Ho, Ho, Horror: Christmas in Horror Fiction
It's that time of year again, so there's no better moment to remember how Christmas, its precursor Yule and the Celtic Midwinter events in general feature in horror fiction.
We all know how horror just loves to embrace the festive season in a ghost story, but I'm going to start by talking about The Festival by HP Lovecraft. I love this story. No one does chilling terror with an uncomfortable underbelly of rising tension better than the dark master of our genre.
In The Festival, the narrator is visiting Kingsport in the run up to Christmas, but in HP Lovecraft's fictional fishing town they don't celebrate this Christian festival, they observe a far darker and more disturbing tradition.
HP Lovecraft takes the opportunity to remind us that the Midwinter festivals co-opted by the Christian faith predate Christ by millennia back in Memphis (Egypt) and Babylon. He also raises the tantalising prospect of these observances having their origins outside our world, possibly on the other side of the cruel and unforgiving universe that he portrays so well.
"It was the Yuletide, that men call Christmas though they know in their hearts it is older than Bethlehem and Babylon, older than Memphis and mankind."
It's an intriguing possibility! Wouldn't it be fabulous it that were true?
Meanwhile, we are on much more traditional ground with the ghost story. It's no accident that so many feature a Christmas backdrop. The ghost story usually presents a cosy domestic set up as the perfect foil to the chilling events regaled to the listeners, and gathering around the fire is never so appealing as at Christmas with stockings hanging from the mantelpiece, flames flickering in the grate and chestnuts roasting in the embers.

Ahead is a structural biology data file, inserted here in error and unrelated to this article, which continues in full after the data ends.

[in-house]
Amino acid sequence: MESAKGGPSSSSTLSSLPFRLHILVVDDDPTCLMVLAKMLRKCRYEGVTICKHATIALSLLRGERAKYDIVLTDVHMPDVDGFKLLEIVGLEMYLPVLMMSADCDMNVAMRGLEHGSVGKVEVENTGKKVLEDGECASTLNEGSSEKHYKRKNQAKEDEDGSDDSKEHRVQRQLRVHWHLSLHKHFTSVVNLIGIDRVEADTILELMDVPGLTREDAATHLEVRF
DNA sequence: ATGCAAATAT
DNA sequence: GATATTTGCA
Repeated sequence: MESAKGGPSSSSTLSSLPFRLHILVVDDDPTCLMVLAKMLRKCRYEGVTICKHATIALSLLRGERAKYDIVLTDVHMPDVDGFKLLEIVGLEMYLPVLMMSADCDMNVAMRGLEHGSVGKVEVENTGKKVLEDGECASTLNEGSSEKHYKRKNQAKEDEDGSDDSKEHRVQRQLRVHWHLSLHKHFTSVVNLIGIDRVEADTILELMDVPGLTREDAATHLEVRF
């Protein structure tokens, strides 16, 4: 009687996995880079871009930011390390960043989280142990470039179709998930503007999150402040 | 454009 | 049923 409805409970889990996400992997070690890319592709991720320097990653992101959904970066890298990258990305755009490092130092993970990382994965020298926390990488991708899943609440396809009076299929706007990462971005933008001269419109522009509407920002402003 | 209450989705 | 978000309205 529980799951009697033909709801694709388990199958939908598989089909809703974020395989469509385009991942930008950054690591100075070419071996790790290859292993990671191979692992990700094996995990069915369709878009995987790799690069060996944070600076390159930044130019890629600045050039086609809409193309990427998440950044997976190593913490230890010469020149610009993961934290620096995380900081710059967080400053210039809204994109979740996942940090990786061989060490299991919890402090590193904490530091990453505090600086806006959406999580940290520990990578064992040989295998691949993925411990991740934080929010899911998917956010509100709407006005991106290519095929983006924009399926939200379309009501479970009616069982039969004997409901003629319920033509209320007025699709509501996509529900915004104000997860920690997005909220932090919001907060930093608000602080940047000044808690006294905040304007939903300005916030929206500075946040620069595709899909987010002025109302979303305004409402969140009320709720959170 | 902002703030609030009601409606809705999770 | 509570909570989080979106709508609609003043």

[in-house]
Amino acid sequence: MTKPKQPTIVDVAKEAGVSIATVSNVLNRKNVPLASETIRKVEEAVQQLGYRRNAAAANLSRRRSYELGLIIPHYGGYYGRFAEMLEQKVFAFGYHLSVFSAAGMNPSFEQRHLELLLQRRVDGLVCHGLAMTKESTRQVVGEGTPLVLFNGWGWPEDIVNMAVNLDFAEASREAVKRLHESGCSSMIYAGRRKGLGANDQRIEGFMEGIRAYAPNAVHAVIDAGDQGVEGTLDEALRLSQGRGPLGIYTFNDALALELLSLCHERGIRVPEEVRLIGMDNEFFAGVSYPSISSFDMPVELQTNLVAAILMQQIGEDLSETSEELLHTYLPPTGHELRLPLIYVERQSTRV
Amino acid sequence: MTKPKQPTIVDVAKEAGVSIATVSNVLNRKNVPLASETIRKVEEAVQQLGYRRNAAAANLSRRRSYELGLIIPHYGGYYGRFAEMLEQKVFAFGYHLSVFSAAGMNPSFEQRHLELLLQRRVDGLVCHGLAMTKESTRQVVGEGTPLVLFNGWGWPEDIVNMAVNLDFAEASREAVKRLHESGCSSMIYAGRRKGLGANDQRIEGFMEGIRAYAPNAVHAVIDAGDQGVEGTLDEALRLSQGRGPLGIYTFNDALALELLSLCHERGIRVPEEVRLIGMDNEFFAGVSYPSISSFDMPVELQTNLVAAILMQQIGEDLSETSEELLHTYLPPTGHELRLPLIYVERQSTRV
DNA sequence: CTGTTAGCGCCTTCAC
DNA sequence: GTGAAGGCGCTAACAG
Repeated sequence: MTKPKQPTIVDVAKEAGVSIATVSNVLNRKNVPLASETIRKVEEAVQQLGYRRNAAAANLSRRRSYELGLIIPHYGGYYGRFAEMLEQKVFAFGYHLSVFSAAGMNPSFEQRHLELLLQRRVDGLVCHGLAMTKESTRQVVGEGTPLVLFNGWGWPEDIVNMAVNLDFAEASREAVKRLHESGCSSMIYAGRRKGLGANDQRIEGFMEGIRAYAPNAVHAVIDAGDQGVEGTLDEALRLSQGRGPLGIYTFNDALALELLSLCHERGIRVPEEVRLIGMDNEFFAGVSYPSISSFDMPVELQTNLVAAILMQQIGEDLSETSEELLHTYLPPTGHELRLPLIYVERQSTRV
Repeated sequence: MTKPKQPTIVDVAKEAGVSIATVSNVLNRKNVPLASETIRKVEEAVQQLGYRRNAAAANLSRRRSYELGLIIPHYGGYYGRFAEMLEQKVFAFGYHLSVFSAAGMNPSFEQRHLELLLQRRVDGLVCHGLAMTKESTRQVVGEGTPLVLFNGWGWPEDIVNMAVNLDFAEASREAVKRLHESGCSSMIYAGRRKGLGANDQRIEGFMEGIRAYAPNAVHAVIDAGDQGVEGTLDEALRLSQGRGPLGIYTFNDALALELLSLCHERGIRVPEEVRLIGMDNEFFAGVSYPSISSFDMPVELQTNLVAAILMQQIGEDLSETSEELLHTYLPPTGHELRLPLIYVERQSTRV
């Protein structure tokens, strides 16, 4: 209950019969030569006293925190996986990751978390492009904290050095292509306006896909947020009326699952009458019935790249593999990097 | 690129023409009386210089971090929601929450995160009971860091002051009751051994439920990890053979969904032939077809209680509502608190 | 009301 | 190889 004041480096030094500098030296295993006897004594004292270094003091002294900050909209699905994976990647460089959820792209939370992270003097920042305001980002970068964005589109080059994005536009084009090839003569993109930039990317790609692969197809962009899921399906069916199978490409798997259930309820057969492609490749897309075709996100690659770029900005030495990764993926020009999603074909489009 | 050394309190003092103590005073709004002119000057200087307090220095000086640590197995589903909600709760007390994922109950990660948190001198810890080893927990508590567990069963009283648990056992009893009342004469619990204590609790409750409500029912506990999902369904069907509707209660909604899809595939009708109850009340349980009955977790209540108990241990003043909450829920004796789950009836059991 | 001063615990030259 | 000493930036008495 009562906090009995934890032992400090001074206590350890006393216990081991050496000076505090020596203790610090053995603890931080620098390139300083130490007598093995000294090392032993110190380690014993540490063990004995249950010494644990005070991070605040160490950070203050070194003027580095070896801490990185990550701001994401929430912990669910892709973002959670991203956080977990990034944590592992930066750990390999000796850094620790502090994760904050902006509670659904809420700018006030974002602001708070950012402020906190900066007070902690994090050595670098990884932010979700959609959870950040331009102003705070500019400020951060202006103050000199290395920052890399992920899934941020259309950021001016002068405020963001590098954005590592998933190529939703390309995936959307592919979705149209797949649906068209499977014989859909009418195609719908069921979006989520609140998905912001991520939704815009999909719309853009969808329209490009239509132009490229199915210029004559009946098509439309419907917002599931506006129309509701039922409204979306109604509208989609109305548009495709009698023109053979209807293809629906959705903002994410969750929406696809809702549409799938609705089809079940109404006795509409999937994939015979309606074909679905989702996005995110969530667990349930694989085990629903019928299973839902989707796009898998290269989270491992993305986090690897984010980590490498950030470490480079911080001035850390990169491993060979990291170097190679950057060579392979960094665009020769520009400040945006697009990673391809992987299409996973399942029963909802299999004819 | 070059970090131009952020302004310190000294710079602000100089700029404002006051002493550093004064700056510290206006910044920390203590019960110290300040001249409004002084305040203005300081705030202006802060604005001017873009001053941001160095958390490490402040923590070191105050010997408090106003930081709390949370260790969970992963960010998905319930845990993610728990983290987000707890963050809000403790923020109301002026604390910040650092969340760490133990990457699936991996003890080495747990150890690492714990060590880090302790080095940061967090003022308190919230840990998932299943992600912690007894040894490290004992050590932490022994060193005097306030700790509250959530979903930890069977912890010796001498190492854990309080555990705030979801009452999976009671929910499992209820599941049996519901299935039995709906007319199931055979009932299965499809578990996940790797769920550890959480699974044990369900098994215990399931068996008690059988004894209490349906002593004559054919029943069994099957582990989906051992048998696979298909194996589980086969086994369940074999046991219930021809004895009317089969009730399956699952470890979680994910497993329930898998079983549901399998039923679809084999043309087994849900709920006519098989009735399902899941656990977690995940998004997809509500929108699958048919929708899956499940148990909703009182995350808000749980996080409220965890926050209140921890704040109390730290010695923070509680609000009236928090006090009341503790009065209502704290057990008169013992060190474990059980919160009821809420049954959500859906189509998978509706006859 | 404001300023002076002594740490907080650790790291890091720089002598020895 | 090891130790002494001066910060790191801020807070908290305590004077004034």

And the festive season brings family and friends to the hearthside (often from great distances) more readily than any other time of year, widening the regular audience for a ghostly tale.
My favourite Christmas ghost story (against some pretty stiff competition from Charles Dickens' A Christmas Carol) is actually The Old Nurse's Story by Elizabeth Gaskell.
After months of the snowy weather that has contributed to the household's sense of isolation, the nurse's young charge (Rosamond, an orphan living with extended family in a Northumberland manor house) is lured out of the warmth and safety of her home by the spirit of a young child out on the moors. This continues between an afternoon just before Christmas and right through into the New Year, throughout which young Rosamond remains in peril. It's not uncommon for stories set at this season to use the twelve days of Christmas to bookend the action.
For as long as we're celebrating Midwinter festivals, Christian or otherwise, horror will be sitting alongside of us at the fireside, reminding us that even in the warmth of family we still delight to be thrilled by a chilling tale!
I'll be back on Wednesday as part of this week's Christmas special. In the meantime, the comments section is open.
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If you fancy something different, you might like to take a chance on my review of Tyrant’s Blood by Fiona McIntosh here.